As AlayaCare has grown, we’ve had the privilege of observing how health systems around the world are organizing to keep seniors and chronically or acutely ill patients receiving care and convalescing in their preferred setting: at home. Everywhere we look, home care is growing at double-digit percentages. A key driver: the fact that delivering care where clients/patients want to receive it just makes great economic sense.
Last year, I recapped our key predictions for home care in 2018 -- and it’s safe to say that many have come to fruition: from the business imperative of employee retention to the importance of schedule and route optimization. Many of these issues are ongoing and will continue to affect the landscape into 2019 and beyond.
Looking to the new year, I foresee three specific themes that will be central to our growing industry: caregiver engagement, whole-person care, and home care’s pursuit of the right technology.
A great experience for caregivers = happier clients
Labour shortages across the sector have meant that home care providers are dedicating considerable attention to caregiver experience. Optimization schedules to satisfy caregiver (and client) preferences has become a major focus area for home healthcare providers. Minimizing travel time and providing contiguous schedules with enough consistent hours to achieve a stable income has become paramount to attract workers to the sector. And, as importantly, for agencies to retain them.
Despite such efforts, turnover in the U.S. home care industry alone grew from 39.4% in 2009 to 65.7% last year according to Home Care Pulse. Our clients are telling us that a newfound focus on caregivers’ quality of life has been the key to unlocking great care. For example, at Nurse Next Door (who are truly fanatical about delivering a great client experience), they recognize that Employee Net Promoter Scores (eNPS) and Client Net Promoter Scores (NPS) move in sync. The latter are a way of aggregating answers to a simple query: How likely are you to refer a friend/colleague to this home healthcare provider?
Integration of Clinical Care with Personal Care
A second trend for 2019 is the growing realization that, to improve patient outcomes, personal care is often as important as clinical care. For example, when working with a senior with at least one chronic illness, a companion who mitigates social isolation, helps prepare nutritious meals, and keeps a tidy home is as relevant to keeping that client out of hospital as is nursing intervention.
In the U.S., Medicare & Medicaid Services (CMS) is putting its money behind this idea by embedding non-skilled in-home care in Medicare Advantage plans. In Australia and other markets that have moved towards client-directed care, clients are already making this choice. Now, health systems that separated care prescription from care delivery (often with the assessments and resource allocation coming from case managers in the public system while care delivery is handled by private agencies) are recognizing that those delivering care should be empowered to develop plans that integrate skilled and non-skilled care.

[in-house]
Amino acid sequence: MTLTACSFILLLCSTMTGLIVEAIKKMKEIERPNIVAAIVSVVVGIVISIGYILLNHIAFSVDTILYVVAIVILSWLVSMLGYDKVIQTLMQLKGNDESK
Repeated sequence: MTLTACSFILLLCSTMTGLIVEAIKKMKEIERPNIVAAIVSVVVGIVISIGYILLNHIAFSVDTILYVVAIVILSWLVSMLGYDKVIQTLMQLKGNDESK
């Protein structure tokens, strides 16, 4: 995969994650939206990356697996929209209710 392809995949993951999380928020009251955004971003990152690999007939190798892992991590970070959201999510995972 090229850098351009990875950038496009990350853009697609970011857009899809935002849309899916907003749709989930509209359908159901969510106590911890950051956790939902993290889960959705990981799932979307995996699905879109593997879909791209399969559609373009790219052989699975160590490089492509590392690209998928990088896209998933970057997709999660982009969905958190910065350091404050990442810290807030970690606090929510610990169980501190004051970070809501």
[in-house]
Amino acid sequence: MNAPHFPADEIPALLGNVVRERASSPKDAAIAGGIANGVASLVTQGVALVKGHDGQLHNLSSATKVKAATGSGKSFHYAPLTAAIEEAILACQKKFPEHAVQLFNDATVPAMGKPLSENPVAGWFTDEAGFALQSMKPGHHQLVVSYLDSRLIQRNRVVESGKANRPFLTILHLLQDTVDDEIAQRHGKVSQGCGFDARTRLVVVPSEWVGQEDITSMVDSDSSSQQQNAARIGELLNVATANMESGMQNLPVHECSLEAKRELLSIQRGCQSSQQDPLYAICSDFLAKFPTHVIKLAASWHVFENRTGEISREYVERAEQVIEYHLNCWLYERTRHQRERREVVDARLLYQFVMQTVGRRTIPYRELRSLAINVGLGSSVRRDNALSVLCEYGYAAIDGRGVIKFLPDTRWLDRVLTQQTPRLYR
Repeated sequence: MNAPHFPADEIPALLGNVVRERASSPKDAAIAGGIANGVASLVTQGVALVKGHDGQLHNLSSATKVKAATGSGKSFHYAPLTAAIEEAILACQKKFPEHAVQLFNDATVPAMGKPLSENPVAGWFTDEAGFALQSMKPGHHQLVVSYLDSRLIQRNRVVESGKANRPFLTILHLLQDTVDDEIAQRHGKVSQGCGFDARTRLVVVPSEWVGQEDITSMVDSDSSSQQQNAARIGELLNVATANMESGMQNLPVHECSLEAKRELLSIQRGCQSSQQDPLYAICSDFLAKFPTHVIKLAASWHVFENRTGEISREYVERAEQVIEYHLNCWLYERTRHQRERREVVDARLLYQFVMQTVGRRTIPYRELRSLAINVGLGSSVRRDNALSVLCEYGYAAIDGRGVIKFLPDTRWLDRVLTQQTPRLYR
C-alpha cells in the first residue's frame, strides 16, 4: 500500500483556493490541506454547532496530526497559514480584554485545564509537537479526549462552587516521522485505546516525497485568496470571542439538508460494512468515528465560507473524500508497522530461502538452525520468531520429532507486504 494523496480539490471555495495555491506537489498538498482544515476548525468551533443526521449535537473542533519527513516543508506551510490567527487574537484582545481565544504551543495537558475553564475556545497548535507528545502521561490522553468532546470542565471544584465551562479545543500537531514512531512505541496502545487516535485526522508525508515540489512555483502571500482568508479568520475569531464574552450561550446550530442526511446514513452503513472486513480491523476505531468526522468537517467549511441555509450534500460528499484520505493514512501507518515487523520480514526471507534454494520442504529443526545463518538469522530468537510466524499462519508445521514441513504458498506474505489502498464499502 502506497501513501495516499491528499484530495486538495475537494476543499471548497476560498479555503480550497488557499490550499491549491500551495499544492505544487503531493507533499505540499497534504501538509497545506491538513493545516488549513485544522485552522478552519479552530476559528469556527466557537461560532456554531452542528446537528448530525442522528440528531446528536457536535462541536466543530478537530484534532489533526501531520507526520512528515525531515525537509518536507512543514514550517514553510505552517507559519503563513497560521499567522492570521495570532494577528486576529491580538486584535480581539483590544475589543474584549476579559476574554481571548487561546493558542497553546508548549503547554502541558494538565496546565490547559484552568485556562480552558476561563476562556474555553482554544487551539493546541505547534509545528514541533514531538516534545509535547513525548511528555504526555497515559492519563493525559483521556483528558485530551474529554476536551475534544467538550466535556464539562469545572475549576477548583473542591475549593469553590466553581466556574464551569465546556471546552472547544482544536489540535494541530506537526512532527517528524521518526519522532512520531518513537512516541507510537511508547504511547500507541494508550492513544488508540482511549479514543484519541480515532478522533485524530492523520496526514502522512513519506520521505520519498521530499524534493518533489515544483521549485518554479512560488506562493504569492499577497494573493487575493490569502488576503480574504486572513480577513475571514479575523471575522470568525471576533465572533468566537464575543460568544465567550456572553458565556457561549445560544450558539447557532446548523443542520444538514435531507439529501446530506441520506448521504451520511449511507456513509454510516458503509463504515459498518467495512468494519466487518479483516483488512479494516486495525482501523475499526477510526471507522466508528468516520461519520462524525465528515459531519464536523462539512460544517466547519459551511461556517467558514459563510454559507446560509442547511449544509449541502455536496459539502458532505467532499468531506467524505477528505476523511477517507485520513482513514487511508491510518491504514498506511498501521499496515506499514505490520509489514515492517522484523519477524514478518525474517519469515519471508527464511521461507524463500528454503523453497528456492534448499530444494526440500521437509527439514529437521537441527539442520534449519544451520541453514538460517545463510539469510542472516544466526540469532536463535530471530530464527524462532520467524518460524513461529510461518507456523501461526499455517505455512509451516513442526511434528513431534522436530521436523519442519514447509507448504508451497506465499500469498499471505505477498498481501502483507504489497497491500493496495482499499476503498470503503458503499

This trend will continue, and funding models across the world are to shift along with it.
Innovative funding models for integrated remote monitoring
Lately, medical literature is supporting the case for remote patient monitoring (RPM) as an intervention to improve outcomes for chronically ill seniors. Most thought leaders in this domain today have turned their attention away from if RPM can work to how to fund these interventions and what parts of the health-care system are prime to deliver RPM programs.
In jurisdictions where RPM has sustained early momentum -- such as the Ontario Telemedicine Network’s COPD and heart failure programs -- RPM has been set up as yet another silo of care. Less inertia to get started, but less integrated and ultimately less scalable. In 2019, we will see funding and delivery models catch up to the idea that RPM within the business of home care is an efficient way to combine health coaching with hands-on care.
This trend is taking a few forms. In Australia, for one, the move toward client-direct care (CDC) has allowed patients themselves to allocate resources towards interventions they find valuable. RPM has turned out to be near the top of the list. By definition, this leads to multi-modal care spanning in-person, virtual, and software-assisted care. When AI augments the clinical monitoring of a patient, the efficiencies begin to multiply.
The other flavour of funding model leading to accelerated RPM deployment and integration across the care continuum is Outcome-Based Reimbursement (OBR). OBR will often combine home care with acute care and aim to reimburse the end result rather than each service delivered. This works well with episodic interventions like a hip or knee replacement.
For RPM interventions related to ongoing chronic disease management, the focus shifts away from curing the problem and toward such outcomes as reduced hospital readmissions. Whatever the condition, whether fixable in the near-term or manageable over the long-term, funders are increasingly focused on finding ways to encourage virtual care and pay for it as part of a holistic package of care and not as a silo separate from hands-on care.
As these trends sweep through the industry in 2019, we at AlayaCare are focused on enabling every agency’s staff to deliver great care by implementing exceptional technology that moves the business forward.
What trends are you seeing in your own region?